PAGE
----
Common myths about appraising

Legally, an appraiser is required to be state certified to produce legitimate appraisal reports for federally-backed purchase. The law entitles you to receive a copy of your finished report from your lending agency after it has been produced. Contact Appraisal Services of Brandon, Inc . if you have any questions about the appraisal procedure.

Myth: The value that is assessed by the appraiser is required to be exactly the same as the market value.

Fact: While most states support the concept that assessed value is equal to estimated market value, this commonly is not the case. At times when interior remodeling has occurred and the assessor is unaware of the improvement or properties in the neighborhood have not been reassessed for years or more, it may vary wildly.

Myth: The buyer or the seller will have some pull in the cost of the house depending upon for whom the appraiser is working.

Fact: The appraiser has no vested interest in the outcome of the appraisal report and should conduct his job with independence, objectivity and impartiality - no matter for whom the appraisal is conducted.

Myth: Market value will be the same as replacement cost.

Fact: Market value is arrived at through what a willing buyer would likely pay a willing seller for a specific property, with neither being under duress to buy or sell. The dollar amount needed to reconstruct a home is what shows the replacement cost.

Myth: Certain formulae, like the price per square foot, are what appraisers use to ascertain the worth of a home.

Fact: An appraisal report is an amalgamation of data based on the home's size, location, proximity to certain facilities, the condition of the property and the cost of recent comparable sales. You can rely on Appraisal Services of Brandon, Inc .'s staff to be forthright in assessing this data.

Myth: When the economy is strong and the cost of properties are found to be appreciating by a certain percentage, the other homes in the vicinity can be expected to appreciate based on that same percentage.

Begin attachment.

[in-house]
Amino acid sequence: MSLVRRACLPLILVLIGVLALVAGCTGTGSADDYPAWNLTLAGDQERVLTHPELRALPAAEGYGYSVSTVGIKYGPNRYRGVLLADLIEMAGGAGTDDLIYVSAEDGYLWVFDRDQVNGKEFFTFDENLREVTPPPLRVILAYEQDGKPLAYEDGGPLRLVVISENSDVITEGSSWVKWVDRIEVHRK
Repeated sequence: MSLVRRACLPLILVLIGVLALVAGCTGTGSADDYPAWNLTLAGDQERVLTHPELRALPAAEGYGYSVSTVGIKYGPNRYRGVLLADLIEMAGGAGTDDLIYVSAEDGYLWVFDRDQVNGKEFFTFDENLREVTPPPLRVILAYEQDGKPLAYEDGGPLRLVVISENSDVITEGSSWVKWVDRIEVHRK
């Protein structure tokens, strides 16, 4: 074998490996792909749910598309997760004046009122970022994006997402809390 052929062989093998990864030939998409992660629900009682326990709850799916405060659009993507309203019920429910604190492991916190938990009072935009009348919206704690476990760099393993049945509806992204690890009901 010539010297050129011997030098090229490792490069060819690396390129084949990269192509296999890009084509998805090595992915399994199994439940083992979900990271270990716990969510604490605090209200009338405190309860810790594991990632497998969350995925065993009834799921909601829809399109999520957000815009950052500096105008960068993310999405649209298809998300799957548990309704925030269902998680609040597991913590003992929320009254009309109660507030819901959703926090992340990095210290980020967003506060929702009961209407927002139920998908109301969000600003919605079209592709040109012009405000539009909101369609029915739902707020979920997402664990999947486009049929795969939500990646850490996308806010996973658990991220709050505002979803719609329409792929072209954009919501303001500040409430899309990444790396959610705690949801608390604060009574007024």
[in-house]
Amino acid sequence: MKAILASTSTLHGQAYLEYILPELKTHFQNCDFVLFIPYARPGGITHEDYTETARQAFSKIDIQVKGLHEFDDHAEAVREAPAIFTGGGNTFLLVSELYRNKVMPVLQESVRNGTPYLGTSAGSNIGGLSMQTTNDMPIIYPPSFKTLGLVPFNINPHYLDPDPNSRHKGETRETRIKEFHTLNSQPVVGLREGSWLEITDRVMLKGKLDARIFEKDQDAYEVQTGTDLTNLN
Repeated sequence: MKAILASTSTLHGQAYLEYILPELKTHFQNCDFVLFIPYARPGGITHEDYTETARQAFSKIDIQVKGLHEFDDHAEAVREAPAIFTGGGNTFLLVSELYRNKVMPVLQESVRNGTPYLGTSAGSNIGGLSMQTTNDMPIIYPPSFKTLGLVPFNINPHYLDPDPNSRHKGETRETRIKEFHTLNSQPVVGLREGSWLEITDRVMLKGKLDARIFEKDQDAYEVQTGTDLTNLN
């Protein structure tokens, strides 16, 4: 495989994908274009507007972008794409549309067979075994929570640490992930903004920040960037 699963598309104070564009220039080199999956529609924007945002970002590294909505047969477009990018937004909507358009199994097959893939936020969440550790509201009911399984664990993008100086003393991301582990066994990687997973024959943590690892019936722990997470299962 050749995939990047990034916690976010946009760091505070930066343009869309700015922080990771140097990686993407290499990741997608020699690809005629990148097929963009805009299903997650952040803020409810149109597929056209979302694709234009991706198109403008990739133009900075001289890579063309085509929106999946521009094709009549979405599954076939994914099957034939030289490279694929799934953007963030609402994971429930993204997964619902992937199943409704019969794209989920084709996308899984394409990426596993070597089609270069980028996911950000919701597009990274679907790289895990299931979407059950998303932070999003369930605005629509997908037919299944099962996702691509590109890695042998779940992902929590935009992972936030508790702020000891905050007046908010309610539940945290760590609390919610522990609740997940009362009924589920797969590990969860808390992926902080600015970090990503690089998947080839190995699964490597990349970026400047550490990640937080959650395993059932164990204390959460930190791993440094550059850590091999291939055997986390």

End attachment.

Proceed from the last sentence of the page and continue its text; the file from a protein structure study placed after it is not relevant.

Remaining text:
Fact: Any price at which an appraiser concludes concerning a certain property is always personalized, based on certain factors concluded from the data of comparable homes and other considerations within the house itself. It doesn't matter if the economy is doing well or declining.

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Myth: Just examining what the home looks like on the outside gives an excellent idea of its worth.

Fact: To find an accurate worth beyond all doubt, an appraiser must assess the home on a variety of factors based on area, condition, improvements, amenities, and market trends. Obviously, none of these things can be found simply by inspecting the property from the outside.

Myth: Since the consumer is the one who provides the funding to pay for the appraisal when applying for a loan for any real estate transaction, by law the appraisal report is theirs.

Fact: Unless a lending agency releases its vestment in the document, it is legally owned by the lending company that ordered the appraisal. However, consumers must be provided with a copy of the appraisal report upon written request, through the Equal Credit Opportunity Act.

Myth: There's no reason for consumers to even concern themselves with what the appraisal report contains so long as their lending institution is satisfied.

Fact: A consumer should definitely read through their appraisal report; there could be some questions or some concerns about the accuracy of the appraisal that must be addressed. Remember, this is probably the most expensive and important investment a consumer will ever make. There is an incredible amount of data stored in an report that could be useful to the consumer in the future, such as the legal and physical description of the property, square footage measurements, list of comparable properties in the neighborhood, neighborhood description and a narrative of current real-estate activity and/or market trends in the vicinity.

Myth: There is no reason to hire an appraiser unless you are trying to get an assessment of the worth of a property during a sales transaction involving a lending institution.

Fact: Appraisers can have many varied qualifications and designations which allow them to provide a series of different services including - but not limited to - advice on estate planning, tax assessment, zoning, dispute resolution in many different legal situations and cost analysis.

Myth: An appraisal is no different than a home inspection.

Fact: Appraisal reports are nothing like a home inspection. The appraiser decides upon an opinion of value in the appraisal process and resulting appraisal. The point of a home inspector is to assess the condition of the home and its main components, then create a report on these conclusions.